• Eating steak and chips, and hot chicken wings, and burgers with your beer is very satisfying.
  • Paintballing hurts, but it's very funny, and very manly.
  • Quad biking is one of the most excellent ways to spend a spare forty minutes.
  • Talking about the sizes of engines, alloy wheels, bhp, and quantities of cylinders can be fun.
  • Looking at the bottoms of waitresses is perfectly acceptable in certain establishments.
  • Going to lap dancing clubs is not shameful.

But the most important thing that I learned was this:

  • Being a girl at a stag weekend is acceptable, and said girl does not need to pretend to be a man at all.

Being a girl-Best-Man on a stag weekend was actually one of the loveliest experiences I have had in my little sheltered life, and I would heartily recommend it to any ladies. Unfortunately, not many ladies are as lucky as me in having a brother who would consider them for this important role. I am sad for most ladies.

This weekend I think I took a few refresher modules from the BA in Life Lessons. Letting oneself go, relaxing, preventing uptightness from taking a firm grip, taking oneself much less seriously and going with the flow: these are philosophies that allow wonderful things to happen in one's life, and allow a person to enjoy new and enriching experiences. Thank goodness I didn't chicken out, and thank goodness I didn't stay home with a good book for a change.


Disclaimer: all comments regarding girliness and manliness, however sexist they may appear, are made in a purely tongue-in-cheek manner, and should not be taken seriously!

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    • attemptedhumour profile image

      attemptedhumour 6 years ago from Australia

      What's multi-tasking again? Now that hub wasn't long or short was it? My sister, the one who was on the bike on Morcombe sands came to my Stag night. Her reasoning was that she didn't want to talk about babies and baking all night and didn't want to be bored to death. She's a bit of a Tomboy too with a handy right cross. You would learn a lot from witnessing a mob of drunken men in action and amasingly found it a positive experience. Give that brother of yours a great big pat on the back. Cheers another well written hub.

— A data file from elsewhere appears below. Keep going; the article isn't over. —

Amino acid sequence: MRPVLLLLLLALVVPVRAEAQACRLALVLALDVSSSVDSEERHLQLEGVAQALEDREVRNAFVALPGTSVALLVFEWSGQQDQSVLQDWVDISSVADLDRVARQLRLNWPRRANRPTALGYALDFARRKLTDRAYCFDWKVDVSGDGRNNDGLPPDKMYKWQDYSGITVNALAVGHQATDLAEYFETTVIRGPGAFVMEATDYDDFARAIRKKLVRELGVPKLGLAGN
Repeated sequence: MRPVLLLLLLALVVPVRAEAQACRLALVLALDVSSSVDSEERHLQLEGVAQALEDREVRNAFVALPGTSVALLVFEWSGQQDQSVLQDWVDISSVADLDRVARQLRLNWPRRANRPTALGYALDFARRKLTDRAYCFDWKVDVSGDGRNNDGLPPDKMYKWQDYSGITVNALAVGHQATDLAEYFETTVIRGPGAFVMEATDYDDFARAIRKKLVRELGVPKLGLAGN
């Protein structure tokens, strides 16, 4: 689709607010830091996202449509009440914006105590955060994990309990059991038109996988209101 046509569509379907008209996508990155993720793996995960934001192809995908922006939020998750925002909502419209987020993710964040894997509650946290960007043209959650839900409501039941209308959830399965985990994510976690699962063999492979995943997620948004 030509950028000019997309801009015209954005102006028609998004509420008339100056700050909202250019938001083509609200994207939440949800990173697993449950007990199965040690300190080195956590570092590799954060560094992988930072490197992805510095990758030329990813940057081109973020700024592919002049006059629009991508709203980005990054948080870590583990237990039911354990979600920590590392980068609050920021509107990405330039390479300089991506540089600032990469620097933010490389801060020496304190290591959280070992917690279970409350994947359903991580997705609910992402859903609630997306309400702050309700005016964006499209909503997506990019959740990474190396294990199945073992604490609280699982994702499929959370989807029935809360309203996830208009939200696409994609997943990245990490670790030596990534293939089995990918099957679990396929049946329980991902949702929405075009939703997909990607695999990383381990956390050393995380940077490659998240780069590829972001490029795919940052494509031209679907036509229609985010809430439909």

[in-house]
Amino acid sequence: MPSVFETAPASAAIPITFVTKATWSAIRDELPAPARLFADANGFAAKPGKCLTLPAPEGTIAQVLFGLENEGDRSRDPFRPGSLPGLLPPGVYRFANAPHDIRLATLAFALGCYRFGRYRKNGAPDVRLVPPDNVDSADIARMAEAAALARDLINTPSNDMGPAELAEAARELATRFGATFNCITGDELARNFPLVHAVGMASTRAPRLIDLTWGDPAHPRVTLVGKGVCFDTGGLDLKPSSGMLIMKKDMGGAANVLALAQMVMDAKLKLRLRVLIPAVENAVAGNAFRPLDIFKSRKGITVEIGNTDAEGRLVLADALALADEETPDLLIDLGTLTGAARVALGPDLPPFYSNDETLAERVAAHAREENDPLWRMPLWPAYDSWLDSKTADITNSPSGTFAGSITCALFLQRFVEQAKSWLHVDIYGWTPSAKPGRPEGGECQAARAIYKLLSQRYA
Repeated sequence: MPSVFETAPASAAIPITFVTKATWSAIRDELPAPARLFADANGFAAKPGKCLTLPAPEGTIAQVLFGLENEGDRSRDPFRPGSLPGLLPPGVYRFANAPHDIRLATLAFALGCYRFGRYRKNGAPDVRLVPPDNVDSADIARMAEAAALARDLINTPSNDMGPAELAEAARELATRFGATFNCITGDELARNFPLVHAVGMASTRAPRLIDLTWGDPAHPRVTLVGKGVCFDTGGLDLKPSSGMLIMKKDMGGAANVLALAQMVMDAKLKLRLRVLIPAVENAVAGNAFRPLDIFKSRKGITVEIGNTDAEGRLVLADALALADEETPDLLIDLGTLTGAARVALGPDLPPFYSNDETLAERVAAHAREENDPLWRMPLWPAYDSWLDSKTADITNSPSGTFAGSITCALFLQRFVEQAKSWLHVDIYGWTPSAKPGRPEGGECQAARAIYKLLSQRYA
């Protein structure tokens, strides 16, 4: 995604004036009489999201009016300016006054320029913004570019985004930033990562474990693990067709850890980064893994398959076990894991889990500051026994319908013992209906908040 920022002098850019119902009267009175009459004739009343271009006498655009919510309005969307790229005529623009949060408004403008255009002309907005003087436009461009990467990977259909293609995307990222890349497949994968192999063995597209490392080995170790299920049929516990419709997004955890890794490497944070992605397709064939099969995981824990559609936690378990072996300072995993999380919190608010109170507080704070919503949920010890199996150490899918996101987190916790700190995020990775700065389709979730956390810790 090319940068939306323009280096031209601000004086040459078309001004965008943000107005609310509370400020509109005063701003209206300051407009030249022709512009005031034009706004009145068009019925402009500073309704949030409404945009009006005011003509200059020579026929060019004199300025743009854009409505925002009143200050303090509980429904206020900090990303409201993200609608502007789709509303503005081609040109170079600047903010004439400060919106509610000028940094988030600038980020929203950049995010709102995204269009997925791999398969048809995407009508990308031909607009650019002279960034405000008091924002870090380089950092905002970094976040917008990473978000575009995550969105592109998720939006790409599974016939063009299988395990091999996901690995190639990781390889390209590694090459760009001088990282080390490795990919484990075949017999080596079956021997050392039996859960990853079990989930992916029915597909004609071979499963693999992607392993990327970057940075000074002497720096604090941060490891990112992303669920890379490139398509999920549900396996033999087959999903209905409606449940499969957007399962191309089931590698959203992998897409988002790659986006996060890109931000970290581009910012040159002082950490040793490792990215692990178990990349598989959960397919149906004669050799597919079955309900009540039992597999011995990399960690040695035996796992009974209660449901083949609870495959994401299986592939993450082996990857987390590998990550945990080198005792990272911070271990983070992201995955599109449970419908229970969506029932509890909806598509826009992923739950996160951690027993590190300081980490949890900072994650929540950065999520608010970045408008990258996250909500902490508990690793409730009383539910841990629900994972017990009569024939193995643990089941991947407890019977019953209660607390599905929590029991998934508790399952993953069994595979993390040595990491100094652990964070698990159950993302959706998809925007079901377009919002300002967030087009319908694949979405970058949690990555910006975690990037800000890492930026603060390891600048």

• Lady Wordsmith profile image
      Author

      Linda Rawlinson 6 years ago from Lancaster, UK

      I don't know what multi-tasking is, I'm actually not very good at it! (See, I've said before that I tell lies - never trust a word I say.)

      Ah, sadly no mobbing occurred on our stag do - I wonder how I would have fared. Tomboys rule though. Does your sister like climbing trees too?

    • attemptedhumour profile image

      attemptedhumour 6 years ago from Australia

      She's sixty now so climbing trees is a distant memory. I'm multi-tasking at the moment, sitting on the sofa and typing at the same time, didn't i mention that I'm a genius too?

      My sister was good at telling lies, you two seem like you have a lot in common apart from age. I attended a writer's group for six years, i know, it didn't help did it? You might be a bit young for one but i really enjoyed it, learnt a lot and would recommend it to any aspiring writer. Put it in your diary for future reference. Right I'm off see yer.